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Software powered by artificial intelligence accelerates drug discovery

Despite continued increases in R&D spending, the five-year average number of new medicines approved by the US Food and Drug Administration (FDA) sits stubbornly at around 50 drugs per year1. As the cost of bringing a new drug to market increases, with estimates suggesting it has nearly doubled in the past decade2, it has become vital to improve R&D productivity to ensure the future viability of the pharmaceutical industry and advances in healthcare.

Many drug candidates fail before they enter clinical trials. Preclinical studies are designed to identify and validate a lead candidate. It is at this crucial stage of the process that 50% of spending is wasted, amounting to $28.2 billion in the United States alone each year3.

There are three main reasons for this:

Redundancy. Scientists often have no or poor visibility of experiments other scientists have performed in the past, even within their own organizations.

Experimental failure. Many experiments fail to produce usable data because of faulty reagents and protocols.

Irreproducibility. Even when an experiment seemingly succeeds, it often cannot be reproduced, perhaps because of problems with reagents, documentation and data gathering.

As a PhD researcher, Tom Leung, BenchSci’s CSO experienced first-hand the waste of resources in preclinical studies. When working as a cancer researcher, he lost rare patient samples because of an inappropriate antibody. Problems with antibody selectivity and specificity are widely acknowledged as one of the main causes of incorrect, inconsistent and irreproducible results in life sciences.

Keen to tackle the problem, Leung teamed up with David Q. Chen, Elvis Wianda and Liran Belenzon at the University of Toronto, Canada, to apply AI to antibody selection. In 2015, they founded BenchSci and started building AI-powered applications that analyse the full text of scholarly articles to extract relevant information for choosing the most suitable reagent for a particular experiment.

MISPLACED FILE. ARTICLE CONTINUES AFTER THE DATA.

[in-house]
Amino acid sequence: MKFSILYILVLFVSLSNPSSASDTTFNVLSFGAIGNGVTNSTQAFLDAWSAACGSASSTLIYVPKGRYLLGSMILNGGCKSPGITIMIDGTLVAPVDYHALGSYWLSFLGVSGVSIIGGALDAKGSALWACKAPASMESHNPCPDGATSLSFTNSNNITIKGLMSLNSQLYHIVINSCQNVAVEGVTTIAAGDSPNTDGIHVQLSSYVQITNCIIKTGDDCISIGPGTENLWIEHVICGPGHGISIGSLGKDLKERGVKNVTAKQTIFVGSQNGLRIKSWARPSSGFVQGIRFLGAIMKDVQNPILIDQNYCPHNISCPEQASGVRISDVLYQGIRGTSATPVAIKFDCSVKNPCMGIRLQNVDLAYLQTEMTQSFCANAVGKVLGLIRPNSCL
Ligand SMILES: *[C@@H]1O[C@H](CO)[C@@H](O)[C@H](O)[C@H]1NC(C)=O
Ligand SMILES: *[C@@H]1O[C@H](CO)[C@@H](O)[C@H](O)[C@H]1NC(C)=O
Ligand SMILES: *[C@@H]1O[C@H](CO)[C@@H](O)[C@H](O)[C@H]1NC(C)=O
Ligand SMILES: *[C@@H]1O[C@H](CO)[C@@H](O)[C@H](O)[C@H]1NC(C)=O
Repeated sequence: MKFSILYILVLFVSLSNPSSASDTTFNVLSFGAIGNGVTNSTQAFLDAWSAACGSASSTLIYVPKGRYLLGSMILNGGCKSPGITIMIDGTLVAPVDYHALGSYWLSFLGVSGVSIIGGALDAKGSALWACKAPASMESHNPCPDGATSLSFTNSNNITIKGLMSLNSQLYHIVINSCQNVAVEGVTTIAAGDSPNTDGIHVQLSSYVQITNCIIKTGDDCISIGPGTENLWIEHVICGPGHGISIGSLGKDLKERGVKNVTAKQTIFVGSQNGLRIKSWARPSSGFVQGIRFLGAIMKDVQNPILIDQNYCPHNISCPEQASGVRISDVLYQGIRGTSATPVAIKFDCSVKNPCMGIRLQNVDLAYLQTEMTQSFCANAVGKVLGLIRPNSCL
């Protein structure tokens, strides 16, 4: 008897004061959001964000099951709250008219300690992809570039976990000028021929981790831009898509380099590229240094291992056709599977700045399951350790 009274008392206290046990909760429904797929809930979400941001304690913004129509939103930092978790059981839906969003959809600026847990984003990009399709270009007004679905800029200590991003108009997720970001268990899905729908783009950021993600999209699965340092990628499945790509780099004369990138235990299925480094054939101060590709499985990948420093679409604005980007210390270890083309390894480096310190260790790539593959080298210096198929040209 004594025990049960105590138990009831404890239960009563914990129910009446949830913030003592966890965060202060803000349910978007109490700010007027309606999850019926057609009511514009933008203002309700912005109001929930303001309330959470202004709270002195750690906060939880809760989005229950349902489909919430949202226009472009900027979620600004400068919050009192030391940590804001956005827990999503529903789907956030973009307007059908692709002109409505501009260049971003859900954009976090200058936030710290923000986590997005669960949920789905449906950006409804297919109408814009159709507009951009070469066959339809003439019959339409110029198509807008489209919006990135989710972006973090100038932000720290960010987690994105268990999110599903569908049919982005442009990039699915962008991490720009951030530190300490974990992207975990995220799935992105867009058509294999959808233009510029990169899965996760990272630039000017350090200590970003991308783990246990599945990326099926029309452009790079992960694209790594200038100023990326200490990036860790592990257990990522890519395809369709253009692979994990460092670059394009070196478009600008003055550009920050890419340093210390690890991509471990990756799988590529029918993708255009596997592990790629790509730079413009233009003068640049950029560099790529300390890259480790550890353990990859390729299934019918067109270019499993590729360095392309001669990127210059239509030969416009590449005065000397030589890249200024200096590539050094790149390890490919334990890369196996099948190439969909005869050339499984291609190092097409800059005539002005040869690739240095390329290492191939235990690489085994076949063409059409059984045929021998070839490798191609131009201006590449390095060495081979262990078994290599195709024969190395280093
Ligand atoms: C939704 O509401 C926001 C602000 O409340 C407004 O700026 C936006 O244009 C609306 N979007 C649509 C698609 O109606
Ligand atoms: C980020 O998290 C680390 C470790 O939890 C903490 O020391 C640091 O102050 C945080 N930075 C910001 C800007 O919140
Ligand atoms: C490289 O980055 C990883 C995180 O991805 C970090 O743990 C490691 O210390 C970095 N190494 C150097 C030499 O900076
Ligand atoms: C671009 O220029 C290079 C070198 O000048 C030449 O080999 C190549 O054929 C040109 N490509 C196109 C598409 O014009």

In 2017, BenchSci launched its first application: AI-Assisted Antibody Selection. “Scientists used to have to spend hours or even days reviewing publications to find the antibody that would be most likely to work in their experiments. With BenchSci they can get antibody validation information within minutes,” said Leung.

Since then, BenchSci’s platform has expanded to encompass more types of reagents as well as model systems, including recombinant proteins, RNAi, cell lines, CRISPR, animal models and PCR. Today, more than 49,000 scientists in 16 of the top 20 pharmaceutical companies and 4,500 academic institutions use BenchSci’s AI-Assisted Antibody Selection or Reagent Selection applications to plan more successful experiments, with proven savings of millions of dollars per year.

How the BenchSci system works. Accelerating R&D, the system above enables faster reagent selection, more reproducible experiments and increased research capacity.

Running fewer but better experiments

By helping researchers select the most-appropriate reagents in seconds, BenchSci aims to halve the time it takes for new drugs to reach the market by 2025.

“Roughly 80% of experiments in the preclinical phase of the drug development process are unnecessary to progress a novel medicine to clinical trials,” said Leung “Performing only the 20% that are necessary would mean carrying out an average of 1,400 versus 7,000 experiments—so new drugs would get to patients much faster and be much cheaper.”

BenchSci’s approach involves:

• The collection of terabytes of data from sources including scientific publications, reagent catalogs, and customer databases. These include closed-access publications, thanks to partnerships with publishers.

• The use of more than 100 proprietary machine-learning models that decode millions of unstructured scientific documents and extract insights from images, as well as text.

• A user-friendly interface that organizes the resulting information using a proprietary ontology. This allows researchers to understand the biomedical significance of the extracted data and establish relationships between biological entities. Users can easily search by target and reagent- or model system-type to obtain experiment-specific reagents and compare their specifications in minutes.

Meeting customer needs

Building on the success of current applications, BenchSci is evolving its technology to provide even more comprehensive solutions to help leading pharmaceutical companies solve their biggest R&D challenges.

References

  1. Mullard, A. Nature Rev. Drug Discov. 21, 83–88 (2022).

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  2. Statista https://www.statista.com/statistics/825727/randd-cost-for-new-pharma-compounds-by-cohort/

  3. Freedman, L. P., Cockburn, I. M. & Simcoe, T. S. PLoS Biol. 13, e1002165 (2015).

    Article  PubMed  Google Scholar 

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